Do We Actually Exist?
'I think, therefore I am' doesn't always hold true
By Mark Russell,  Newser Staff
Posted Mar 21, 2011 4:30 AM CDT
Updated Mar 26, 2011 6:49 AM CDT
Modern neuroscience is changing the way we think of our sense of self.   (Shutterstock)

(Newser) – The fact that we exist is inarguable, right? After all, if the world were just a dream, we'd need to be dreaming to experience it, writes Julian Baggini for the Independent. Maybe not. Throughout the ages, people have claimed that the self actually doesn't exist—and such claims are gathering steam, and not just among meditators and mystics. Baggini looks at some of the scientific evidence being used to deny Descartes' famed "I think, therefore I am." Those suffering from Cotard's syndrome, for example, think they don't exist; some people with temporal lobe epilepsy see the world as real, but not themselves ("there is thought, but they have no idea whose thought it is").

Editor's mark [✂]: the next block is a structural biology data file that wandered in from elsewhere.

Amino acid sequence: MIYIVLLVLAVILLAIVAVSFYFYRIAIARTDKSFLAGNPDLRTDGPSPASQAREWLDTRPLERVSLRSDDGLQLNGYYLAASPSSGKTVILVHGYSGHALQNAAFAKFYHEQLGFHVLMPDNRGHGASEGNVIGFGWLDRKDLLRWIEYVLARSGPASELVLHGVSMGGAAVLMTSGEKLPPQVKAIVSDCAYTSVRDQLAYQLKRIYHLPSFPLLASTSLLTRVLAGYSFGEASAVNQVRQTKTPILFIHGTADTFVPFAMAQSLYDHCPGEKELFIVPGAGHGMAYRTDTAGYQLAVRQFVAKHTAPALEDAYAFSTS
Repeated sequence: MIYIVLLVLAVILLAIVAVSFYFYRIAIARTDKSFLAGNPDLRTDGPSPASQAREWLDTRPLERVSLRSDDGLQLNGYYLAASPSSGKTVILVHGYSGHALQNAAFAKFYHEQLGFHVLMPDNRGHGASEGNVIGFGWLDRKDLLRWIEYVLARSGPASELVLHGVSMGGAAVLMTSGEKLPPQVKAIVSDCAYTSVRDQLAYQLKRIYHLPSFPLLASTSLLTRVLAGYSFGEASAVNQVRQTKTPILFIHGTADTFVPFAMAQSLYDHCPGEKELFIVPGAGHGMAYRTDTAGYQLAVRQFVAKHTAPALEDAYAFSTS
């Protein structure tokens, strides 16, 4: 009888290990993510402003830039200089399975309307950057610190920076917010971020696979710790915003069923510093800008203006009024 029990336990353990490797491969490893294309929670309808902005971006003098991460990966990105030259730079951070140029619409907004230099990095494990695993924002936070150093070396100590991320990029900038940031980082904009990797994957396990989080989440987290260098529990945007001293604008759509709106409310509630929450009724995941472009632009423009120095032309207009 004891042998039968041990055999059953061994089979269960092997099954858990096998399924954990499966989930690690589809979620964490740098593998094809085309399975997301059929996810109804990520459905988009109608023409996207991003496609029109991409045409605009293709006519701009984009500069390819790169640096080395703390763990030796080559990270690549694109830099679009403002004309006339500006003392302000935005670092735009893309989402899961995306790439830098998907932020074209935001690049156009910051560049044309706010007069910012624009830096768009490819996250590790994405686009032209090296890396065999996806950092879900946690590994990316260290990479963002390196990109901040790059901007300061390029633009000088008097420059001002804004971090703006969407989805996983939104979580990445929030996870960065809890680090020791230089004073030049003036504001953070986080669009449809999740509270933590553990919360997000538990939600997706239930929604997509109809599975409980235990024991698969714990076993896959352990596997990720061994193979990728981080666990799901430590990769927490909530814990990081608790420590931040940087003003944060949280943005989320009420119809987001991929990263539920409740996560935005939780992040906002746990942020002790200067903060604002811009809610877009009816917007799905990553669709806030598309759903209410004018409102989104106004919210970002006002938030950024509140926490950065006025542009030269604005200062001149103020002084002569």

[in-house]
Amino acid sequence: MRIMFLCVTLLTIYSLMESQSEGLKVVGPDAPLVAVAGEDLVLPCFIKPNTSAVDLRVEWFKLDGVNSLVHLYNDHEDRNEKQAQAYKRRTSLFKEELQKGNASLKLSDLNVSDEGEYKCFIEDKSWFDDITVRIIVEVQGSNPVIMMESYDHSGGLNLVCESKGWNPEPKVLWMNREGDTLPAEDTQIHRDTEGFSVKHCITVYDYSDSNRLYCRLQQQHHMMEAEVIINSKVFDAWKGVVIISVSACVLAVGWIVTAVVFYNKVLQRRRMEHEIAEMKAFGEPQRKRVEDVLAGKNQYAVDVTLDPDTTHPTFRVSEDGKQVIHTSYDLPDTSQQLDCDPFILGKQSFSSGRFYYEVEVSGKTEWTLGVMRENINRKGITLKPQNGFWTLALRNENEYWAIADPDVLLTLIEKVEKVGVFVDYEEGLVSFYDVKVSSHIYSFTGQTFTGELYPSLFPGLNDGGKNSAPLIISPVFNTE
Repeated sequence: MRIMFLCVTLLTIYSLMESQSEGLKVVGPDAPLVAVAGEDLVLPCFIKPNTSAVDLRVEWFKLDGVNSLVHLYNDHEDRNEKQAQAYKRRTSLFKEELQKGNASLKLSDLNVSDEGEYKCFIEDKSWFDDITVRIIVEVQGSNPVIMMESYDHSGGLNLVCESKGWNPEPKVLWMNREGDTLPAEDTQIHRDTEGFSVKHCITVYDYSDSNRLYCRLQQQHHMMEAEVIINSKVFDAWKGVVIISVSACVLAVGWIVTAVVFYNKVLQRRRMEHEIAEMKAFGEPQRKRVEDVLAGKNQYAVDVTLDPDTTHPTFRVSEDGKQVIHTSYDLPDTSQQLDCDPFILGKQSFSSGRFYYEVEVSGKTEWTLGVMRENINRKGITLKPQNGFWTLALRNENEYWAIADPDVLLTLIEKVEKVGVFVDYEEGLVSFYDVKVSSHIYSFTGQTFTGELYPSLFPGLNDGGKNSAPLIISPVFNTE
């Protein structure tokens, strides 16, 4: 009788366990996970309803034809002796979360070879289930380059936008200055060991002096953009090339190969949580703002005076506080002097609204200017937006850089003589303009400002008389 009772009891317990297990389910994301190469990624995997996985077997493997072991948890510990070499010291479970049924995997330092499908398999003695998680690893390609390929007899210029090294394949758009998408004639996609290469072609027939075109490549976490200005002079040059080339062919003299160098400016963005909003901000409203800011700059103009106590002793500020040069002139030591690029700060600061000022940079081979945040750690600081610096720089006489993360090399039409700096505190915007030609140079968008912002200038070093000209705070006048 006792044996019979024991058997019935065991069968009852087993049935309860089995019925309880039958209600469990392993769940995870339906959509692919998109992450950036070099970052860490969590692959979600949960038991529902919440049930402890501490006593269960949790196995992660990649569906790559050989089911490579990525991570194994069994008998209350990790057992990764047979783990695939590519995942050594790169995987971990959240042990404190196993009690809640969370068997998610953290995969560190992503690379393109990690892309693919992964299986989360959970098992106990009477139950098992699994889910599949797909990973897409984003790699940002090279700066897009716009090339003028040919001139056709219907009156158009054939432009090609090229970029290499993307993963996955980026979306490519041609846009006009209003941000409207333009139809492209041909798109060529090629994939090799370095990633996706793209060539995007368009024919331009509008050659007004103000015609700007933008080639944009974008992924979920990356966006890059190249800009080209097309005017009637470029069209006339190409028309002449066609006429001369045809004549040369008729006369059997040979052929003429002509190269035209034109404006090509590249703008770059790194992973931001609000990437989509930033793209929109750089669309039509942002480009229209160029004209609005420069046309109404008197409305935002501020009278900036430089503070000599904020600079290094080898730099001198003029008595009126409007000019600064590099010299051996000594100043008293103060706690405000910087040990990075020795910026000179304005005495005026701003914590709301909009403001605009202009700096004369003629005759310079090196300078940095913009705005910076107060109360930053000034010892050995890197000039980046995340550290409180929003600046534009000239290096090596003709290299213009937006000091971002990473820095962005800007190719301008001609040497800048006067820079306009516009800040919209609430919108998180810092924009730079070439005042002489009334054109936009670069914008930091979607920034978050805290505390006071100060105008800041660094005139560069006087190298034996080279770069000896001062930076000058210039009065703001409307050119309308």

And then there are people who, far from lacking a sense of self, have too many, and not just people with dissociative identity disorder—those who have had the hemispheres of their brain separated can end up with two centers of consciousness. What these pathologies show is that one's experience of the world does not have to be linked to a sense of a self at the center of it. "But that is not to say that the self doesn't exist." Baggini tries to illustrate this with a Buddhist analogy that likens a person to a cart. "There is no cart, only the wheel, the axle, the flat bed and so on. In the same way, there is no self, only experiences, thoughts, and sensations. But, of course, there is a cart—it's just that it is nothing other than the ordered collection of parts. In the same way, there is a self—it is simply no more than the ordered collection of all our experiences."
 

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